For each given name, we first sorted the candidate names according to their Euclidean distance from the vector representation of the given name and removed forenames for which the vector representation’s distance was greater than one (for the audio features extracted using Turi Create’s sound classifier) and greater than zero (for the audio features extracted using pyAudioAnalysis).131313The reason for the differences in the thresholds is related to the audio feature extraction step. The Euclidean distance between the given name and its candidates for the 12,288 audio features extracted using Turi Create was diverse (from zero to 12), whereas when utilizing the 136 audio features extracted using pyAudioAnalysis, all of the Euclidean distance scores ranged from zero and one.
Then, we used the edit distance as an ordering function (i.e., the edit distance score is calculated between each given name and the remaining candidates). Finally, we sorted the candidates in ascending order according to the edit distance score and these served as the suggested synonyms for each given name. To measure the validity of the proposed representation, we evaluated it for the task of suggesting synonyms using objective performance metrics, such as accuracy, F1, precision, and recall.
5.1.2 Language and Accent Comparison
To answer the second research question, we conducted an empirical experiment in which we evaluated the performance of proposed method on a specific language and associated accent for suggesting names that are commonly used in countries and regions that mainly speak this specific language. In other words, in order to improve the performance, we analyzed whether the selected language and accent should be taken into account. For this, we conducted the following experiment: First, we used the Behind the Name dataset. For each name, we utilized the Behind the Name website to identify where (countries and regions) each given name is commonly used; for example, according to the website, the forename of Alfredo is commonly used in Italy, Spain, and Portugal141414https://www.behindthename.com/name/alfredo).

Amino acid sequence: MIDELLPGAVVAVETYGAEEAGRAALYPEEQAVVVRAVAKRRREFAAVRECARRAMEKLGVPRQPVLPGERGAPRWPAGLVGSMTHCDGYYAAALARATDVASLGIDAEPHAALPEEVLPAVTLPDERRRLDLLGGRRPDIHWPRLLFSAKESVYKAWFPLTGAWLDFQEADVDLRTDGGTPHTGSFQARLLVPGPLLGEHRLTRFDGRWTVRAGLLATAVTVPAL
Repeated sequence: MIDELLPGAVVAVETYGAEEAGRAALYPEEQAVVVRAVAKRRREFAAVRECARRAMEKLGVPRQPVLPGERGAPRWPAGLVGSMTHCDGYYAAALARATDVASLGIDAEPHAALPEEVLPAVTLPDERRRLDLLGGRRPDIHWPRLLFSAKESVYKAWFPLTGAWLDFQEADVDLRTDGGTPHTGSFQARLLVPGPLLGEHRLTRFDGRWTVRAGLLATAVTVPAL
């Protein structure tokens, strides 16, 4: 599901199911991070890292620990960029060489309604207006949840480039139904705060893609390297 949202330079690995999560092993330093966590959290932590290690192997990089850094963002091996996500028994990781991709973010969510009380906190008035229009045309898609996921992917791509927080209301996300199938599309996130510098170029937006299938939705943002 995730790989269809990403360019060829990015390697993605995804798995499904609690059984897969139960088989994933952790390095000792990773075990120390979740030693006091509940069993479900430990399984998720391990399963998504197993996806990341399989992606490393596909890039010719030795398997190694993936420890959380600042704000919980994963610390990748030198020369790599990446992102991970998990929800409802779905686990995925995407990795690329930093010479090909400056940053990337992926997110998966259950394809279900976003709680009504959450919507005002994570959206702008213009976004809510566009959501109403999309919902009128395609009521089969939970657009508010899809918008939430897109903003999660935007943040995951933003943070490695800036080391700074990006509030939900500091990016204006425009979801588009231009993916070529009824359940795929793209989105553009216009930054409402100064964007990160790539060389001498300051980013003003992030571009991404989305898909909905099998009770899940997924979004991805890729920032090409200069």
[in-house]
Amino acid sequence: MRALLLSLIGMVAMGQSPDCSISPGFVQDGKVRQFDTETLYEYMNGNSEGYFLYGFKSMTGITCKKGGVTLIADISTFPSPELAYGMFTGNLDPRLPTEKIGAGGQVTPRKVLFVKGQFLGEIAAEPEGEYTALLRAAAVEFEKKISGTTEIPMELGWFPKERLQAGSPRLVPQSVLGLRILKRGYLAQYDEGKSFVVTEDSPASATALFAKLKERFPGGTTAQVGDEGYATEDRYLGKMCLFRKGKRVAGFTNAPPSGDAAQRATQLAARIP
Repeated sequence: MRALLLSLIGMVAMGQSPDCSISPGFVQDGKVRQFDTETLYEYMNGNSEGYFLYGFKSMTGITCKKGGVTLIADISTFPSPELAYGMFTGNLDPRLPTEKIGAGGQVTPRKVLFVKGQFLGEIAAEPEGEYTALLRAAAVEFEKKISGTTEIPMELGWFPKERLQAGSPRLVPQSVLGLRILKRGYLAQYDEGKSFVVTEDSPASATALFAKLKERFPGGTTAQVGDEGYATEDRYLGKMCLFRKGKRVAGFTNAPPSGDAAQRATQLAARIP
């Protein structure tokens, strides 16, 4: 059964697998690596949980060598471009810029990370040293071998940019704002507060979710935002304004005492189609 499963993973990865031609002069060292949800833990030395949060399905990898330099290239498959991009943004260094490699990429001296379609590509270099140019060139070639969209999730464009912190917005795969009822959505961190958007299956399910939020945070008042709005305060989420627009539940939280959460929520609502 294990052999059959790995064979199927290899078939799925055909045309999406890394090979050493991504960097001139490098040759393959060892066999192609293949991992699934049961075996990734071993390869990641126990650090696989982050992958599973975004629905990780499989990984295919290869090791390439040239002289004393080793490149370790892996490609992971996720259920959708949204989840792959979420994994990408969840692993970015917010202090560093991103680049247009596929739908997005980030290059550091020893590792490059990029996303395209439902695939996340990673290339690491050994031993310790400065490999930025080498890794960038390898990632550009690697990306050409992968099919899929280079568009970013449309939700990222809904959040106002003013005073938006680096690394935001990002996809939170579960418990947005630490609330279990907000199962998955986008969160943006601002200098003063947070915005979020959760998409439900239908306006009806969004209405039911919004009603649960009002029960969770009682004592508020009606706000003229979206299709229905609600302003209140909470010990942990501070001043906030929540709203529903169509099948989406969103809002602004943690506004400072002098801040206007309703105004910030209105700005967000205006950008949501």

Second, we applied five versions of the SpokenName2Vecalgorithm using Turi Create’s sound classifier and five different languages: English, French, Spanish, Italian, and Russian.
Then, for each version reflecting a language and accent, we selected the names that exist in the Behind the Name (ground truth) dataset which are also commonly used in specific countries and regions; for example, we defined English names as names whose usage, according to Behind the Name website was English (General, Modern, Rare, Archaic). We also included Australian, British, New Zealand, and American names as English, as well as Hispanic, African American, and Anglo-Saxon names. We defined French names whose usage was French (General, Modern, Rare, Archaic). We handled Italian, Russian, and Spanish the same way. For Spanish names, we also included names that are commonly used in Latin America.
Next, for each given name in the dataset, we searched the top 10 most similar names according to each language and suggested them as synonyms. Finally, to evaluate the performance of proposed method, we identified the correct synonyms (according to the Behind the Name dataset) among the suggested names. To evaluate the method, we used the precision as the performance measure.
5.2 Evaluation Process